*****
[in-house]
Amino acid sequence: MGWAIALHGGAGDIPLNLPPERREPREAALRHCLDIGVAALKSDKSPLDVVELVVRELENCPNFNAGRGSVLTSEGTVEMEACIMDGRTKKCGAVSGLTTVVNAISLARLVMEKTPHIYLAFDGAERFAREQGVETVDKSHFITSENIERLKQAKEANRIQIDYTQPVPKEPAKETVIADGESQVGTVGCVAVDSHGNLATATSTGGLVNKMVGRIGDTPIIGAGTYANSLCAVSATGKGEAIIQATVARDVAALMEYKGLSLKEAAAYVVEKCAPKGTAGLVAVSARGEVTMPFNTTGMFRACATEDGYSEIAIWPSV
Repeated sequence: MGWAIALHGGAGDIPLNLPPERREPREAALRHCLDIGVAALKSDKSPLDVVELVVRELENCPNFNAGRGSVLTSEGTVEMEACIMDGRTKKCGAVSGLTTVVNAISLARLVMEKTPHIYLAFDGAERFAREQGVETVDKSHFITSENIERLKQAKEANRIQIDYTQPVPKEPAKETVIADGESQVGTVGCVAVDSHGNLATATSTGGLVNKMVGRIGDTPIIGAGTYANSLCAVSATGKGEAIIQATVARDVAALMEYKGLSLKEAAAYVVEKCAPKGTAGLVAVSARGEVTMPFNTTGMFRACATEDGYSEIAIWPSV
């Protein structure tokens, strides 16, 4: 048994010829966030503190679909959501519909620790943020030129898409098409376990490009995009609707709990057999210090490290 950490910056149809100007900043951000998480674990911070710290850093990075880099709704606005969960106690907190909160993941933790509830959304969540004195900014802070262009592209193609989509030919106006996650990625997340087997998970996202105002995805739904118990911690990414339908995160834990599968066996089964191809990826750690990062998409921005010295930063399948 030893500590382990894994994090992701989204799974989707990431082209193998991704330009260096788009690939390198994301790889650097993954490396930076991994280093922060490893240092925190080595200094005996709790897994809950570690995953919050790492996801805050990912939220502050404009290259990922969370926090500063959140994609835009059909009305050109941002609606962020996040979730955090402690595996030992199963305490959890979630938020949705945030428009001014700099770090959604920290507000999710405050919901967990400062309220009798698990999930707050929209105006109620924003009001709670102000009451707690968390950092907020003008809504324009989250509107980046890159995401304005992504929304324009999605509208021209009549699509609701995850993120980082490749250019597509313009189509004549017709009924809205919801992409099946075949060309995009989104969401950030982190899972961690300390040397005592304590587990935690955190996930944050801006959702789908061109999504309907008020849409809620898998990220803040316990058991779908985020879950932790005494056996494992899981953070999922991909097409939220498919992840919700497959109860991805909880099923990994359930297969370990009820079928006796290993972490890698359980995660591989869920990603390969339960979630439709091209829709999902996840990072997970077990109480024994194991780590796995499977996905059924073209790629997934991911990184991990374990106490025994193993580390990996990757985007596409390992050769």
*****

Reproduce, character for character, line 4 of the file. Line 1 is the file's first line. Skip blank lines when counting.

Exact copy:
């Protein structure tokens, strides 16, 4: 048994010829966030503190679909959501519909620790943020030129898409098409376990490009995009609707709990057999210090490290 950490910056149809100007900043951000998480674990911070710290850093990075880099709704606005969960106690907190909160993941933790509830959304969540004195900014802070262009592209193609989509030919106006996650990625997340087997998970996202105002995805739904118990911690990414339908995160834990599968066996089964191809990826750690990062998409921005010295930063399948 030893500590382990894994994090992701989204799974989707990431082209193998991704330009260096788009690939390198994301790889650097993954490396930076991994280093922060490893240092925190080595200094005996709790897994809950570690995953919050790492996801805050990912939220502050404009290259990922969370926090500063959140994609835009059909009305050109941002609606962020996040979730955090402690595996030992199963305490959890979630938020949705945030428009001014700099770090959604920290507000999710405050919901967990400062309220009798698990999930707050929209105006109620924003009001709670102000009451707690968390950092907020003008809504324009989250509107980046890159995401304005992504929304324009999605509208021209009549699509609701995850993120980082490749250019597509313009189509004549017709009924809205919801992409099946075949060309995009989104969401950030982190899972961690300390040397005592304590587990935690955190996930944050801006959702789908061109999504309907008020849409809620898998990220803040316990058991779908985020879950932790005494056996494992899981953070999922991909097409939220498919992840919700497959109860991805909880099923990994359930297969370990009820079928006796290993972490890698359980995660591989869920990603390969339960979630439709091209829709999902996840990072997970077990109480024994194991780590796995499977996905059924073209790629997934991911990184991990374990106490025994193993580390990996990757985007596409390992050769």